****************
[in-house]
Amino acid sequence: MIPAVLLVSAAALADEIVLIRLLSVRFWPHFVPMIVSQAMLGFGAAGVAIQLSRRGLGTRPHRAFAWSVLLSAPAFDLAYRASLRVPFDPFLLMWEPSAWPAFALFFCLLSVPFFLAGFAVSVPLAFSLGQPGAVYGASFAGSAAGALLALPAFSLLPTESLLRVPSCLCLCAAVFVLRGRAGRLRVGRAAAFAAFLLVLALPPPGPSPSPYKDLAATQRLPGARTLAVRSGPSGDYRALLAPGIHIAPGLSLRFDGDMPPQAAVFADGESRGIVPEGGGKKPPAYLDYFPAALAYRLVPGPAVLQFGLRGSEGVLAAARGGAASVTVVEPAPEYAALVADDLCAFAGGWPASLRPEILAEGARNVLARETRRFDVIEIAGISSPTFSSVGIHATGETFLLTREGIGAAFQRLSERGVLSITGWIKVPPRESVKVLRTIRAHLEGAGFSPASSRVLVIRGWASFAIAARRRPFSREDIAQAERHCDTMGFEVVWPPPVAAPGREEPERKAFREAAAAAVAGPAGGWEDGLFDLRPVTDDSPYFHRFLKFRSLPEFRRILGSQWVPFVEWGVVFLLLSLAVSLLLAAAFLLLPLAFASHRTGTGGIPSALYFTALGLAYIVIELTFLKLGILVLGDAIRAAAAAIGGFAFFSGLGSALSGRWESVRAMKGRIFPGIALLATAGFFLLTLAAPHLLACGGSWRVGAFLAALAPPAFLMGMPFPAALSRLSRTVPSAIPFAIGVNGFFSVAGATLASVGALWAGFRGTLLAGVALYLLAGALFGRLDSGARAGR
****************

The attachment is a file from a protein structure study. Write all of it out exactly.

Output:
[in-house]
Amino acid sequence: MIPAVLLVSAAALADEIVLIRLLSVRFWPHFVPMIVSQAMLGFGAAGVAIQLSRRGLGTRPHRAFAWSVLLSAPAFDLAYRASLRVPFDPFLLMWEPSAWPAFALFFCLLSVPFFLAGFAVSVPLAFSLGQPGAVYGASFAGSAAGALLALPAFSLLPTESLLRVPSCLCLCAAVFVLRGRAGRLRVGRAAAFAAFLLVLALPPPGPSPSPYKDLAATQRLPGARTLAVRSGPSGDYRALLAPGIHIAPGLSLRFDGDMPPQAAVFADGESRGIVPEGGGKKPPAYLDYFPAALAYRLVPGPAVLQFGLRGSEGVLAAARGGAASVTVVEPAPEYAALVADDLCAFAGGWPASLRPEILAEGARNVLARETRRFDVIEIAGISSPTFSSVGIHATGETFLLTREGIGAAFQRLSERGVLSITGWIKVPPRESVKVLRTIRAHLEGAGFSPASSRVLVIRGWASFAIAARRRPFSREDIAQAERHCDTMGFEVVWPPPVAAPGREEPERKAFREAAAAAVAGPAGGWEDGLFDLRPVTDDSPYFHRFLKFRSLPEFRRILGSQWVPFVEWGVVFLLLSLAVSLLLAAAFLLLPLAFASHRTGTGGIPSALYFTALGLAYIVIELTFLKLGILVLGDAIRAAAAAIGGFAFFSGLGSALSGRWESVRAMKGRIFPGIALLATAGFFLLTLAAPHLLACGGSWRVGAFLAALAPPAFLMGMPFPAALSRLSRTVPSAIPFAIGVNGFFSVAGATLASVGALWAGFRGTLLAGVALYLLAGALFGRLDSGARAGR